Managing Discontinuous Innovation

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					International Management Review                                                   Vol. 5 No. 1 2009

                           Managing Discontinuous Innovation
                                           Eddy Junarsin
                         Southern Illinois University at Carbondale, IL, USA

[Abstract] Management approaches to innovation are notably different between those for incremental
changes and those for disruptive ones. Disruptive innovation is deemed to be risky, uncertain, and
costly by academics and practitioners. Meanwhile, incremental innovation is characterized as more
predictable and corresponding with organizational context. Accordingly, the discontinuous innovation
is supposed to be conflicting with and threatening for the organizational structure, current
achievements, and ongoing procedures. However, it is the discontinuous change that a firm really
needs in order to gain competitive advantage in the turbulent business environment. Most companies
prefer to concentrate on incremental innovations, thereby being less effective in managing
discontinuous innovations. Organizational inertia, structured routines, and less absorptive capacity are
three among other hindrances to the discontinuous innovation. Hence, a company has to design and
implement different approaches, including strategic actions, industry context, organizational context,
technological context, and people context. In conclusion, the company has to promote discontinuous
innovations in this changing environment while maintaining the survival ability by managing
incremental innovations.
[Keywords] Product innovation, process innovation, incremental innovation, discontinuous innovation,
competitive advantage

                                            Introduction
As the world has shifted from the finance-based view of a firm in the 1970s to industry-based in the
1980s, resource-based in the 1990s, and knowledge-based views in the 2000s, the role of creativity
and management has become more dominant in building and enhancing a company’s competitive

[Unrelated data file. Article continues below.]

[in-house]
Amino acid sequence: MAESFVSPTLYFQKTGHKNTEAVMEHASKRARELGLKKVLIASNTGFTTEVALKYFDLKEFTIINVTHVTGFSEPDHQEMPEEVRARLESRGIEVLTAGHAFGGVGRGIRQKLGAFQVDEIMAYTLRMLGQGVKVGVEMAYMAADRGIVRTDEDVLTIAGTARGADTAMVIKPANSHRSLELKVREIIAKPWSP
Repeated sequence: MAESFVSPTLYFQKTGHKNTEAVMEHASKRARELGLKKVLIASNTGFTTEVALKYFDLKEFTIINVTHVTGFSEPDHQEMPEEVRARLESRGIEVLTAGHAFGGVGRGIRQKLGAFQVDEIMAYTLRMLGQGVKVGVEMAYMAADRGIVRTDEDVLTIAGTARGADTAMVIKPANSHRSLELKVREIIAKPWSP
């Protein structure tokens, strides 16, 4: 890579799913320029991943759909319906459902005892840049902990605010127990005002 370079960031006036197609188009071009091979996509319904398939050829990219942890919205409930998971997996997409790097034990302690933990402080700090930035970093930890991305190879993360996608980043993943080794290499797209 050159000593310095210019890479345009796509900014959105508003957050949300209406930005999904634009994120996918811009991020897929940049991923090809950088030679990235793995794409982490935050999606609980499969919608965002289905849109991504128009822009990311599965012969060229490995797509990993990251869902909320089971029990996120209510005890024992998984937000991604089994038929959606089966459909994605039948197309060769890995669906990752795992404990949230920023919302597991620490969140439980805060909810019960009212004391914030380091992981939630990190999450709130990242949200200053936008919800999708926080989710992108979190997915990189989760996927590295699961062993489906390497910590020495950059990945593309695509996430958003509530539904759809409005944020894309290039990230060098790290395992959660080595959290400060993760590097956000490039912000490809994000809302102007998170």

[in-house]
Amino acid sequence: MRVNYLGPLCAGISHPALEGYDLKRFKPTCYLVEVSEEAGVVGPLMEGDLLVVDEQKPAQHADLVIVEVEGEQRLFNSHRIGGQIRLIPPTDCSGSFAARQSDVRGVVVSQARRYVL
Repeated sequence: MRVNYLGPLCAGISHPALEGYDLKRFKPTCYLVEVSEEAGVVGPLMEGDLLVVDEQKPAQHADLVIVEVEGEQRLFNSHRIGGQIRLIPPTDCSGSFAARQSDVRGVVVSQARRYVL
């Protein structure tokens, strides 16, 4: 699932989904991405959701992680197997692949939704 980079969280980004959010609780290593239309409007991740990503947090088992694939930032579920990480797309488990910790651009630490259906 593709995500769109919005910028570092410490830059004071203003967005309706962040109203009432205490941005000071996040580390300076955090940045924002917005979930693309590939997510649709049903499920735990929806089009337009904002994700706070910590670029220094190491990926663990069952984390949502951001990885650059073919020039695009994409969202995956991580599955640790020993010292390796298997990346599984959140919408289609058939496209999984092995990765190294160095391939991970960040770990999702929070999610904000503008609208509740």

advantage. By definition, innovation is the process of finding, making, and commercializing
something new (Tidd, Bessant, & Pavitt, 2005). Frequently, innovation is supposed to be similar to
creativity, since both of them are considered the sources of competitive advantage (Florida, 2002;
Tidd, et al., 2005). To differentiate the two, Bishop (2005) argues that creativity can be defined as
problem identification and idea generation, while innovation can be defined as idea selection,
development, and commercialization. Accordingly, creativity or invention is the beginning part of the
process that has to be shaped by development and commercialization in order to gain commercial
benefits from an innovation.
     Innovation can take two forms: (1) product innovation, which is the creation of new products and
(2) process innovation, which refers to finding new ways or methods of doing something.
Subsequently, based on the degree of the innovation novelty, two patterns of change can be defined: (1)
incremental innovation and (2) disruptive or discontinuous innovation (Tidd, et al., 2005). On the one
hand, incremental change refers to making or doing something that builds on the existing products. On
the other hand, in discontinuous innovation, something created or done is radically new. Some
companies realize the need for balancing the two kinds of innovation. However, management
approaches to each form are apparently different, proven by the failure by many companies of
managing discontinuous innovations, albeit their successes in incremental changes, and vice versa.
     In this paper, 
				
DOCUMENT INFO
Description: Management approaches to innovation are notably different between those for incremental changes and those for disruptive ones. Disruptive innovation is deemed to be risky, uncertain, and costly by academics and practitioners. Meanwhile, incremental innovation is characterized as more predictable and corresponding with organizational context. Accordingly, the discontinuous innovation is supposed to be conflicting with and threatening for the organizational structure, current achievements, and ongoing procedures. However, it is the discontinuous change that a firm really needs in order to gain competitive advantage in the turbulent business environment. Most companies prefer to concentrate on incremental innovations, thereby being less effective in managing discontinuous innovations. Organizational inertia, structured routines, and less absorptive capacity are three among other hindrances to the discontinuous innovation. Hence, a company has to design and implement different approaches, including strategic actions, industry context, organizational context, technological context, and people context. In conclusion, the company has to promote discontinuous innovations in this changing environment while maintaining the survival ability by managing incremental innovations. [PUBLICATION ABSTRACT]
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